Brett Kavanaugh has extensive experience on the bench serving as a judge on the U.S. Court of Appeals for the D.C. Circuit since 2006.

Through the years, the Yale Law School graduate has amassed a track record of siding with religious organizations over the government and other groups that challenge them. In one case, Kavanaugh even went as far as to declare the Obamacare contraceptive mandate a violation of one’s constitutional right to religious liberty.

His tried and true bias towards the right makes him particularly attractive to conservatives. Coincidentally, he clerked for Justice Anthony Kennedy, the man he would be replacing. He also gained a bit of notoriety during his time working for former independent counsel Kenneth Starr during the investigation into then-President Bill Clinton.

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Kavanaugh is the only one of the top contenders with a law degree from an Ivy League school. Regardless of Trump’s semi-promise to “probably” not bring up Roe v. Wade with candidates, many Trump supporters appreciate that on the issue of abortion, Kavanaugh dissented from a recent ruling requiring access to an abortion for an undocumented immigrant minor. Fortunately, the D.C. Circuit Court of Appeals overturned the decision by a three-judge panel of the same court that included Kavanaugh.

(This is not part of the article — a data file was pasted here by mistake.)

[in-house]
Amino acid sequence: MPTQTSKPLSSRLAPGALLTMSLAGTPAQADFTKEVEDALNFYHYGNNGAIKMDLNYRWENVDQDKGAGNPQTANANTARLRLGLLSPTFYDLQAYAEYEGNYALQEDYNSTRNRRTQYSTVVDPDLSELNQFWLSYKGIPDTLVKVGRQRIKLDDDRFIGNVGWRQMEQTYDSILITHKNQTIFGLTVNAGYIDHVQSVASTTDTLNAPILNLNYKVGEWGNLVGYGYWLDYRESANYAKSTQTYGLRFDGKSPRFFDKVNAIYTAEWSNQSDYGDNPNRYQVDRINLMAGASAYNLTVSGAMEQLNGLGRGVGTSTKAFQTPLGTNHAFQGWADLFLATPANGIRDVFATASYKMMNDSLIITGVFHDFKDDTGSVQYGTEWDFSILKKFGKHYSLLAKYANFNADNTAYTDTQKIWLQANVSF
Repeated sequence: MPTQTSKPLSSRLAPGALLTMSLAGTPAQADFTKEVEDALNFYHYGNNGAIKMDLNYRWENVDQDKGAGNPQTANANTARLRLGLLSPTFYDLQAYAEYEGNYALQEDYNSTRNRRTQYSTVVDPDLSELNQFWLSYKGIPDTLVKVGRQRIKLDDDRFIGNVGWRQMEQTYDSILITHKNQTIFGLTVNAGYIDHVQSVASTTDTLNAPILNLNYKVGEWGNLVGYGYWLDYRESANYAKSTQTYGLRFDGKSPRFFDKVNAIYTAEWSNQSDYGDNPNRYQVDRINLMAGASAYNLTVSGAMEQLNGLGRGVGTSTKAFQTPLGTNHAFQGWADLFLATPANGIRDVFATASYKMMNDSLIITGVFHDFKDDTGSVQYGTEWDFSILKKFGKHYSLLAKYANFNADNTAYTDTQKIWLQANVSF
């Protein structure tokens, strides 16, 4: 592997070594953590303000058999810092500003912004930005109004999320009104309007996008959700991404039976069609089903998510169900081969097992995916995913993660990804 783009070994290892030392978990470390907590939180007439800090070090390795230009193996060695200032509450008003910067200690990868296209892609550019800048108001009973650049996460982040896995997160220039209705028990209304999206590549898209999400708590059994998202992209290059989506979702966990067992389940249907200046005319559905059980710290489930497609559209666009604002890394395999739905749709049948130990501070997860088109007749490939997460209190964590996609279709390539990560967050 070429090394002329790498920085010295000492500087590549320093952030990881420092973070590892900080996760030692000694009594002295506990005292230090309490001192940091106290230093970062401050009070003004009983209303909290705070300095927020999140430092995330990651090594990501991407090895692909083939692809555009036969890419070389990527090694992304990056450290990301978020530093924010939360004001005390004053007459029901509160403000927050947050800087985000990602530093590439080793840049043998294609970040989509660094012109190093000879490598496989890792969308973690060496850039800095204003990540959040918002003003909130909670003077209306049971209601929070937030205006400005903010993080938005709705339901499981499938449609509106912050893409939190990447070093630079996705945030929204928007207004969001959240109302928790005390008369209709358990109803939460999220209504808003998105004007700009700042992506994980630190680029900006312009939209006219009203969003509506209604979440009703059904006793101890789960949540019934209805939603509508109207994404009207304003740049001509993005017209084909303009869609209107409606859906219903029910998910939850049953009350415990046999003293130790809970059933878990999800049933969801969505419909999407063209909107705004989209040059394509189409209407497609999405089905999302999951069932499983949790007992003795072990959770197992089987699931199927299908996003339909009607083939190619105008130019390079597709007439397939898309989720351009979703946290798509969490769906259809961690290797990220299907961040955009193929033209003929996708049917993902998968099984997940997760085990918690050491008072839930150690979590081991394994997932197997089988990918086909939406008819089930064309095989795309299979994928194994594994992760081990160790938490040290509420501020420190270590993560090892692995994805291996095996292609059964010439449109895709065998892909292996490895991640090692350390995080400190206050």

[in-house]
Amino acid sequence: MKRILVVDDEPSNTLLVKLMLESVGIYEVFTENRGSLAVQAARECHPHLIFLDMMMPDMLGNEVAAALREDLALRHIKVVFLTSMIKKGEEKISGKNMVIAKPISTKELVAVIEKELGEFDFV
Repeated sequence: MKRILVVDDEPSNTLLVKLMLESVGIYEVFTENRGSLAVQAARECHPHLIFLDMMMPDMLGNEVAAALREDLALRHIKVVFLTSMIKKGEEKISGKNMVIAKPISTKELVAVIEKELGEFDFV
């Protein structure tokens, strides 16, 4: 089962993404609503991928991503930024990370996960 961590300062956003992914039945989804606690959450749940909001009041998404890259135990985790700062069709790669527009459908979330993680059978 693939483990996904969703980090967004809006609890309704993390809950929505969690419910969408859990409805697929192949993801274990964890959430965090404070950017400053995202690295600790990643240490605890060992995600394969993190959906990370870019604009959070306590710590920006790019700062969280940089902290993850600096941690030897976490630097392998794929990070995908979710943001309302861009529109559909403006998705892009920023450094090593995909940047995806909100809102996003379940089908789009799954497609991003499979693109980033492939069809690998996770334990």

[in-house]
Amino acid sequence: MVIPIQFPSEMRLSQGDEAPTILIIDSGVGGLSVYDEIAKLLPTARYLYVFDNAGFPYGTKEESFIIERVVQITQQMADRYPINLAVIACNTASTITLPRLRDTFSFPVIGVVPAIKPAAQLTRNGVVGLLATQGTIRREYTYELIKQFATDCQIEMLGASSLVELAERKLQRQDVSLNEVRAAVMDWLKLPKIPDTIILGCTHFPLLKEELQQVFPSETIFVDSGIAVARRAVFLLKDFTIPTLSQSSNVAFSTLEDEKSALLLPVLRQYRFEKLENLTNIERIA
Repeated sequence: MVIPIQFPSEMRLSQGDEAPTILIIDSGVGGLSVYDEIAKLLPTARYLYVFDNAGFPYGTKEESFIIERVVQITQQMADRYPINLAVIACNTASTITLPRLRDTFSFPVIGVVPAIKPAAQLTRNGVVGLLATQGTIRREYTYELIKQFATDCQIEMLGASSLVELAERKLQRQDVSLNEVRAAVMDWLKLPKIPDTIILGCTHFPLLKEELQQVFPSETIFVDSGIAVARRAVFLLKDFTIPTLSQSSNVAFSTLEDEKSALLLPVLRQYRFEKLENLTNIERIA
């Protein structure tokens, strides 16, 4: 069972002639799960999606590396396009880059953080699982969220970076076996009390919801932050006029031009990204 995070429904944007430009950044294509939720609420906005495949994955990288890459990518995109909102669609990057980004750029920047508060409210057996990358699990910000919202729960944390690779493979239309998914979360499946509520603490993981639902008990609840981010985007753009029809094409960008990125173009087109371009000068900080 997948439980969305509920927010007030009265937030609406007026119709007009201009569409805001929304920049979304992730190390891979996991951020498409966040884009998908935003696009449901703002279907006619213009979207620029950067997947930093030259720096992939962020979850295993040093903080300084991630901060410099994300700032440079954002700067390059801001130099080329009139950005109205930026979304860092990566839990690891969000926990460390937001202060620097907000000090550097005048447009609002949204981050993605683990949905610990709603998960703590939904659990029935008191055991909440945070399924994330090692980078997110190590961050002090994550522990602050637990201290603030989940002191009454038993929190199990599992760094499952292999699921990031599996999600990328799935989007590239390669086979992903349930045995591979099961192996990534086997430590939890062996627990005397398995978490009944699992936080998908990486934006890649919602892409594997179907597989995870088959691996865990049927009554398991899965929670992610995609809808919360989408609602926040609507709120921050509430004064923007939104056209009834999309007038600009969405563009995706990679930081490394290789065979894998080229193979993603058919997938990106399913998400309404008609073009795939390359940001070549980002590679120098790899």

He has also sided with conservatives on the issue of net neutrality, and has generally gone against the Environmental Protection Agency in cases over its authority to regulate.

If you think Trump had a propensity for destroying Obama’s legacy, Kavanaugh would undoubtedly take that to the next level.

Carry on.

 

Judge Raymond Kethledge

Raymond Kethledge thegrio.com
Raymond Kethledge

Kethledge is a judge on the U.S. Court of Appeals for the Sixth Circuit in Michigan and like Kavanaugh, the 51-year-old also once clerked for Kennedy.

Trump often waxes poetic about the need to protect the Second Amendment, and Kethledge is known for his very staunch and vocal defense of the right of the people to keep and bear arms.

Kethledge has issued opinions on a number of immigration cases, which is an important thing to note in a time when the Trump administration has received bipartisan backlash due to their inhumane treatment of undocumented families.

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Many have described him as an originalist and a textualist, someone who will stick with the original believed intent of the Constitution (that never intended to include people of color), but during a Senate confirmation hearing in 2008, Kethledge claimed he wasn’t one that could be categorized.

“I don’t really have a label that I can put on myself,” Kethledge said at the time.